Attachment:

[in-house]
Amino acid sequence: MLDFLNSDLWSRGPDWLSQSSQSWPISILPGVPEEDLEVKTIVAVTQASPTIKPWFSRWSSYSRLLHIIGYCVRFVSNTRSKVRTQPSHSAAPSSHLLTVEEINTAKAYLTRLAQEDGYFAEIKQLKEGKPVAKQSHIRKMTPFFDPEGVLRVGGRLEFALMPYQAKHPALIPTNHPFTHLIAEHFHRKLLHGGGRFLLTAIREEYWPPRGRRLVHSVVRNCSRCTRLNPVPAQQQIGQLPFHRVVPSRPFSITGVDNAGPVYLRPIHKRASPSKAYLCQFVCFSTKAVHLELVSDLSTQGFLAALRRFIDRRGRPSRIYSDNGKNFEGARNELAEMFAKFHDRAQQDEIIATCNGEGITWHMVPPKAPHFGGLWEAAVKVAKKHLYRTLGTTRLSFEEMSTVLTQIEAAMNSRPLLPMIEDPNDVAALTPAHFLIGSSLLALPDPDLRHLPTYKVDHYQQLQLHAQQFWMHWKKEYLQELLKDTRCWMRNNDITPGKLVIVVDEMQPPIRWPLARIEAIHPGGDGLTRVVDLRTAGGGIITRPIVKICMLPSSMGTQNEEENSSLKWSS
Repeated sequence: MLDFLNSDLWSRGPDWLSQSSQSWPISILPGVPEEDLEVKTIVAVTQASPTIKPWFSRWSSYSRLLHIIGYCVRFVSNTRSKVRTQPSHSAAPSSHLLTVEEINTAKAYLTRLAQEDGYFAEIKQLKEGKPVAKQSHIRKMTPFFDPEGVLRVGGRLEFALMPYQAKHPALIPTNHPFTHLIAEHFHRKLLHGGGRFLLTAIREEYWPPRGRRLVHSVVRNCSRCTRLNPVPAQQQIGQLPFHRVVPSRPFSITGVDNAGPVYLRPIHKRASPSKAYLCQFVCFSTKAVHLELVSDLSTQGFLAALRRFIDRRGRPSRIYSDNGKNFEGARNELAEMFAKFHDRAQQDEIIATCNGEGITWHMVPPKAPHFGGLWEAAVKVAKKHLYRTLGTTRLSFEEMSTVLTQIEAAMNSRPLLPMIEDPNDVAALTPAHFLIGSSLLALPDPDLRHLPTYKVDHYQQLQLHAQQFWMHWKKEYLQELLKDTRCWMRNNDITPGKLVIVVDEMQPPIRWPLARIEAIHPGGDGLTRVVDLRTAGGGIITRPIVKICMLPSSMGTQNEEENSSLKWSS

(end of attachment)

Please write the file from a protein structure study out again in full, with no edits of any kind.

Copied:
[in-house]
Amino acid sequence: MLDFLNSDLWSRGPDWLSQSSQSWPISILPGVPEEDLEVKTIVAVTQASPTIKPWFSRWSSYSRLLHIIGYCVRFVSNTRSKVRTQPSHSAAPSSHLLTVEEINTAKAYLTRLAQEDGYFAEIKQLKEGKPVAKQSHIRKMTPFFDPEGVLRVGGRLEFALMPYQAKHPALIPTNHPFTHLIAEHFHRKLLHGGGRFLLTAIREEYWPPRGRRLVHSVVRNCSRCTRLNPVPAQQQIGQLPFHRVVPSRPFSITGVDNAGPVYLRPIHKRASPSKAYLCQFVCFSTKAVHLELVSDLSTQGFLAALRRFIDRRGRPSRIYSDNGKNFEGARNELAEMFAKFHDRAQQDEIIATCNGEGITWHMVPPKAPHFGGLWEAAVKVAKKHLYRTLGTTRLSFEEMSTVLTQIEAAMNSRPLLPMIEDPNDVAALTPAHFLIGSSLLALPDPDLRHLPTYKVDHYQQLQLHAQQFWMHWKKEYLQELLKDTRCWMRNNDITPGKLVIVVDEMQPPIRWPLARIEAIHPGGDGLTRVVDLRTAGGGIITRPIVKICMLPSSMGTQNEEENSSLKWSS
Repeated sequence: MLDFLNSDLWSRGPDWLSQSSQSWPISILPGVPEEDLEVKTIVAVTQASPTIKPWFSRWSSYSRLLHIIGYCVRFVSNTRSKVRTQPSHSAAPSSHLLTVEEINTAKAYLTRLAQEDGYFAEIKQLKEGKPVAKQSHIRKMTPFFDPEGVLRVGGRLEFALMPYQAKHPALIPTNHPFTHLIAEHFHRKLLHGGGRFLLTAIREEYWPPRGRRLVHSVVRNCSRCTRLNPVPAQQQIGQLPFHRVVPSRPFSITGVDNAGPVYLRPIHKRASPSKAYLCQFVCFSTKAVHLELVSDLSTQGFLAALRRFIDRRGRPSRIYSDNGKNFEGARNELAEMFAKFHDRAQQDEIIATCNGEGITWHMVPPKAPHFGGLWEAAVKVAKKHLYRTLGTTRLSFEEMSTVLTQIEAAMNSRPLLPMIEDPNDVAALTPAHFLIGSSLLALPDPDLRHLPTYKVDHYQQLQLHAQQFWMHWKKEYLQELLKDTRCWMRNNDITPGKLVIVVDEMQPPIRWPLARIEAIHPGGDGLTRVVDLRTAGGGIITRPIVKICMLPSSMGTQNEEENSSLKWSS